Borrowed Time
RECOLLECTIONS, REFLECTIONS - Dr. Jose "Dodong" R. Gullas (The Freeman) - September 2, 2018 - 11:51pm

Life, for all of us, is full of challenges, twists and turns, ups and downs. We differ from one another in our personalities, attributes, opinions, and in the way we appreciate or deal with challenges that come our way. What I know for certain, though, is that whatever comes our way has a purpose – to strengthen us, not to crush us.

 

God does not play favorites. He won’t put us to a test more than we can hurdle, no matter how difficult or uncomfortable. God gives us just the load we are prepared to carry.

One of the biggest challenges I had to face in my life was when my brother Eddie asked me to run for Congress representing the First District of Cebu. He was, at the time, restrained by certain technicalities from continuously holding the position for another term. I was initially dumbfounded by the challenge, since the world of politics had never been my turf.

Moreover, the words of Mama Pining rang in my head: “Dodong, if you also get yourself into politics, then perhaps that will be the time to let go of the University, your Papa’s legacy.” Much as I wanted to cooperate with Eddie, it was not easy to give an answer outright. I asked for eight days to think, to ponder and pray, to arrive at a decision.

As my parents were already both deceased by then, I had to visit their graves and seek their guidance as I tried to weigh things. As I always do in times of uncertainty, I turned to prayer and sought divine intervention from my constant companion Sr. Santo Niño, with the ever-protective arms of the Sacred Heart of Jesus and the watchful eyes of Mama Mary. After eight days, I was ready to face the music and took on the challenge to run for the political position.

I knew it wasn’t going to be easy. I knew it was not some walk in the park. I entertained the thought of losing, and how I could move on from the loss… what it would do to my self-confidence. The challenge was great but my determination to face up to it, any challenge for that matter, was greater.

It would seem that certain events were preparations for the challenges that lay ahead for me. Papa Inting passed away in the 70s when Eddie was a neophyte congressman. That left me with the responsibility of assisting my ageing mother in the University.

Mama Pining passed away in 1984, when Eddie was the governor of Cebu. I had to lead in carrying the torch of our parents’ legacy that has been passed on to us – my sister Inday Sering, Eddie and myself. It was a challenge so great and so difficult, to continue with what Papa and Mama had started with their sweat and blood.

It was then that I understood why Papa Inting was insistent that I totally immerse myself in running the University. He encouraged me to learn the ropes, so to speak, by sending me to meetings of school heads in Manila and be active in the Philippine Association of Colleges and Universities. I learned a lot from rubbing elbows with the “who’s who” in Philippine education, the likes of Armand Fabella, Amading Dizon, Santi de la Cruz and Francisco Dalupan, Jess Jocson and Oscar Mapua. I was privileged to have consulted and been mentored by Dr. Fely Reyes, who pointed out to me the importance of accreditation to sustain a certain standard of quality education.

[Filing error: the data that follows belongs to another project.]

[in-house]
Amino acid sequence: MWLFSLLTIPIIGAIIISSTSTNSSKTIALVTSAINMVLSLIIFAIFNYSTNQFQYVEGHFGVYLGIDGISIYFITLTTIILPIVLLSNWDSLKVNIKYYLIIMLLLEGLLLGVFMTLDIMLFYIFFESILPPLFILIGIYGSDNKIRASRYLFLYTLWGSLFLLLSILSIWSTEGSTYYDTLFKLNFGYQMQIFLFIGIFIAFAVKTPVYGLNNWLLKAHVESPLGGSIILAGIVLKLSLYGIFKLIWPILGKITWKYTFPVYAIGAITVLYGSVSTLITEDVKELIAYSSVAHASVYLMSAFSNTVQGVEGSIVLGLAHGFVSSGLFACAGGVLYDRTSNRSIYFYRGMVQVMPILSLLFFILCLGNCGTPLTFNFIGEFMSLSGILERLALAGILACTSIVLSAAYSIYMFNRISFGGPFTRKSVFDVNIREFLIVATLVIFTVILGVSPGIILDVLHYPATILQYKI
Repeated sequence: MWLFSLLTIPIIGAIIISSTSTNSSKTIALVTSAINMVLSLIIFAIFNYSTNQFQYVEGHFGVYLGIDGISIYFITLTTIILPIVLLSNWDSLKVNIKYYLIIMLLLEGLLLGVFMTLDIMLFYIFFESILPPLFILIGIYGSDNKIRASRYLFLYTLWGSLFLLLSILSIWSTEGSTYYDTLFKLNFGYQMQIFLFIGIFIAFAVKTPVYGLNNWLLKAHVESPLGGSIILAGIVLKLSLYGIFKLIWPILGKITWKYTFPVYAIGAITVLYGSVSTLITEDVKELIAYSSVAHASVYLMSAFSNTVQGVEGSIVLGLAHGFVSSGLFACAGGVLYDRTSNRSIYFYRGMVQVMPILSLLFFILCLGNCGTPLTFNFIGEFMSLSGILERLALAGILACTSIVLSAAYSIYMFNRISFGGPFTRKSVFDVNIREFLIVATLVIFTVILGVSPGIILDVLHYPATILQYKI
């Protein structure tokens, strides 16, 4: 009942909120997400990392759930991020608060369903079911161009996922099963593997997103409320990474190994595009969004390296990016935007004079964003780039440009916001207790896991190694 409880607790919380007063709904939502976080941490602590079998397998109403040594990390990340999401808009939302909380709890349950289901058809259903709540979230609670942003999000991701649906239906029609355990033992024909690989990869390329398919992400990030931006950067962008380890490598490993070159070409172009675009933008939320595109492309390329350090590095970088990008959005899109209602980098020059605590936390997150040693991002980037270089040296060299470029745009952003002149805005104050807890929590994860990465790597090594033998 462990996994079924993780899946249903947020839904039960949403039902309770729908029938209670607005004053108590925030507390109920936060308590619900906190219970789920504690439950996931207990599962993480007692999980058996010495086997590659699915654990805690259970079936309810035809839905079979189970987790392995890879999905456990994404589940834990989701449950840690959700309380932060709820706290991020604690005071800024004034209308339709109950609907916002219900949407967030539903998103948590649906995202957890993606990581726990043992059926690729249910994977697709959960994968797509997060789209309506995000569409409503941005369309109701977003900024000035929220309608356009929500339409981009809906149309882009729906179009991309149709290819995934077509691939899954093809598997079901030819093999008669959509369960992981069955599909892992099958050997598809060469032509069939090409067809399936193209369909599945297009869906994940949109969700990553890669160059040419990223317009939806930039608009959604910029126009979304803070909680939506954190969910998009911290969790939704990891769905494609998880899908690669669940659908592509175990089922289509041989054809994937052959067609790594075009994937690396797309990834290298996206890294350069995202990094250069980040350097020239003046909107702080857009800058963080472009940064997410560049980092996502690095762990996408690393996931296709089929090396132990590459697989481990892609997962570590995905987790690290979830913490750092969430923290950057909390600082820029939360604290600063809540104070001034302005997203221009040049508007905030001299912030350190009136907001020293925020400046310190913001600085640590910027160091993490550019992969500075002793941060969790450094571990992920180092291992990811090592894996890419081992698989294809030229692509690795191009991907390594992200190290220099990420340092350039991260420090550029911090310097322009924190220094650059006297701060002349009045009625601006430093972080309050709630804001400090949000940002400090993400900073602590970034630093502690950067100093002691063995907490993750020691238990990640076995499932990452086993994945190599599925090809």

Up to the present, challenges are a continuing reality with me, the current one being to make Centennial Celebration of the University of the Visayas next year truly memorable. I owe it to my father to make the 100th anniversary of the school he started a momentous event. The present time is doubly challenging as The Freeman newspaper, founded by my Uncle Paulino in 1919, which I revived in 1965 when I was 34, also turns 100 next year. (Its sister publication Banat News will also be celebrating its Silver Anniversary, on its 25th year of existence.)

At this point in my life, my heart overflows with gratitude to the Lord for always being there as I faced all the challenges that comes my way. The wisdom of Papa Inting and Mama Pining has also been my guide: “Dodong, remember this, every moment of your life is very precious. You shall always put your heart in your hands in dealing with your fellowman.” My parents also cautioned me from expecting much from others. “Man by nature is ungrateful, if you can find one who comes back to you to thank you for your kindness, that one is a rare exception.”

There have been caring friends who tell me to slow down now, “to smell the roses,” so to speak. I thank them for the advice. But all the things I’m doing is not a matter of getting busy – instead, I am trying to make my life full.

We are all living on borrowed time. At any time God may knock on our doors. Before He does, I will continue to try to touch as many lives as I can.

May the readers of this column include me in their prayers. That I may go farther still, and have good health so I may do more for others. And that I may always remember to be humble and prayerful through the rest of my own borrowed time.

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